Who Owns the Stories?

In a week, I'll be part of a panel, sponsored by the Lakehead University Centre for Health Care Ethics, that considers the ethics of storytelling in health care settings. It will also be webcast! Here's a link to all that info.

The featured speaker is Dr. Cynthia Wesley-Esquimaux, Lakehead's Chair on Truth and Reconciliation. I'm sure her insights as a researcher, and an indigenous researcher, will generate a lot of discussion.

After she speaks, those of us on the panel (Dr. Elaine WiersmaDr. Vicki Kristman, and I) will respond, discuss, and take off on tangents (oh wait, that's me), with Kristen Jones-Bonofiglio, Director of the Centre for Health Care Ethics, moderating.

One might wonder what I'm doing up there, with distinguished and experienced researchers and storytellers.

First, I'm there to represent those non-experts who write about tender and touchy subjects that relate to health care. Choosing to navigate, on the page, my mother's illness, my father's conflicted care, and my own guilt was challenging and rewarding.

Every step toward sharing my writing also exposed actual information about me, and about my family members. My siblings, all of whom write in some capacity, also had their own stories about that time and the years since their deaths. I had to navigate the line between writing "all about me me me" and ensuring I spoke only from my own experience--the story I "owned."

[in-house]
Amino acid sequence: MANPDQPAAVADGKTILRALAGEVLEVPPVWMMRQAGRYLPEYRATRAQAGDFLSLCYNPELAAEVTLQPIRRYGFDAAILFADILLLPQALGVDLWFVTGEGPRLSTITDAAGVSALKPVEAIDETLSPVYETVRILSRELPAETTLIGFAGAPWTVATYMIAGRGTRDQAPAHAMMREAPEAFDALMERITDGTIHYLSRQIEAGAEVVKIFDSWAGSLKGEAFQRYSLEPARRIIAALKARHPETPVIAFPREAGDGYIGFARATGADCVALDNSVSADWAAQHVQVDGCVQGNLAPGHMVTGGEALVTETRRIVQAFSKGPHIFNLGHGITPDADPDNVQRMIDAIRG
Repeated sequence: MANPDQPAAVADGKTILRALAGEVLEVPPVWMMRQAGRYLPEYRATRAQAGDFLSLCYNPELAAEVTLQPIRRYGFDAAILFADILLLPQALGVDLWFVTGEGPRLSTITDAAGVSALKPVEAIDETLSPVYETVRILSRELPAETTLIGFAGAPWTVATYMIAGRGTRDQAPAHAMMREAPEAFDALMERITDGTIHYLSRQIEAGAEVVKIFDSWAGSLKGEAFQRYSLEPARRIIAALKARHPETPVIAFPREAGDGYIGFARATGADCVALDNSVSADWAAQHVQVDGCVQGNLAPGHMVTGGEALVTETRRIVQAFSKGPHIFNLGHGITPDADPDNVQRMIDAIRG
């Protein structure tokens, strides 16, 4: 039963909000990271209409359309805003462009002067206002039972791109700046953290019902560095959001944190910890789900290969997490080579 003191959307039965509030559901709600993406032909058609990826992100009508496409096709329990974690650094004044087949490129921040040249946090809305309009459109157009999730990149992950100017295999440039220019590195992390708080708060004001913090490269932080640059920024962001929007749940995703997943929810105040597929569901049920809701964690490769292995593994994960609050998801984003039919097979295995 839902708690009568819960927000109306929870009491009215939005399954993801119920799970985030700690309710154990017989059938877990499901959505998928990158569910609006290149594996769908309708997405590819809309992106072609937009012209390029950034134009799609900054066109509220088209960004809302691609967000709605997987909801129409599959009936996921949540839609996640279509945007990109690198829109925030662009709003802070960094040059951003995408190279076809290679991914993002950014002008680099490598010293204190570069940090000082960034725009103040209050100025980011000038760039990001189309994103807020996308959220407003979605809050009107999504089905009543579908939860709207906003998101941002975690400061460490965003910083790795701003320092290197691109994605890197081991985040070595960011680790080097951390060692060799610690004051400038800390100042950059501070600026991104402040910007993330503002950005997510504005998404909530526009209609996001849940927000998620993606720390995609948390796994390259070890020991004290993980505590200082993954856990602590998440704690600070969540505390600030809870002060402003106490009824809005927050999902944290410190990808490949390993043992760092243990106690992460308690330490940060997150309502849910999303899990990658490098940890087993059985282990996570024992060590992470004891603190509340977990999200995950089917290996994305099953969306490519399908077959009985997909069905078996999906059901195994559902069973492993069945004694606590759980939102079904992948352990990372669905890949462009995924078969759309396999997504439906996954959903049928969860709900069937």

Writers share their work. Or at least that's part of writing for me. Over time, I became used to sending out work in general, and such personal essays in particular. Still, when Signature Editions offered to publish the collection as a book, I had another "OMG gulp" moment--what would my parents think about my story/their stories being shared in this form? (My husband and I agreed that that horse had already left that barn.)

Second, in my view I'm there to represent the conversation about "story ownership" in the wider writing world. People who write fiction and creative nonfiction always ask themselves questions like "What is the story?" "How do I get it right?"

For most writers I know, the past decade's emphasis on supporting underrepresented voices in telling their own stories has added other questions: "Am I the right person to tell this story?" "Am I the best person to tell this story?" "Is this story mine to tell?"I'm also interested in helping others tell their own stories--how can I facilitate their voices and stay out of the way?

I've attended a few other sessions of the Centre for Health Care Ethics, all of which gave me new perspectives. I'm really looking forward to the presentation, the discussion, and the questions that the audience will raise.

And most of all, I'm so grateful to be included in this ongoing, important conversation.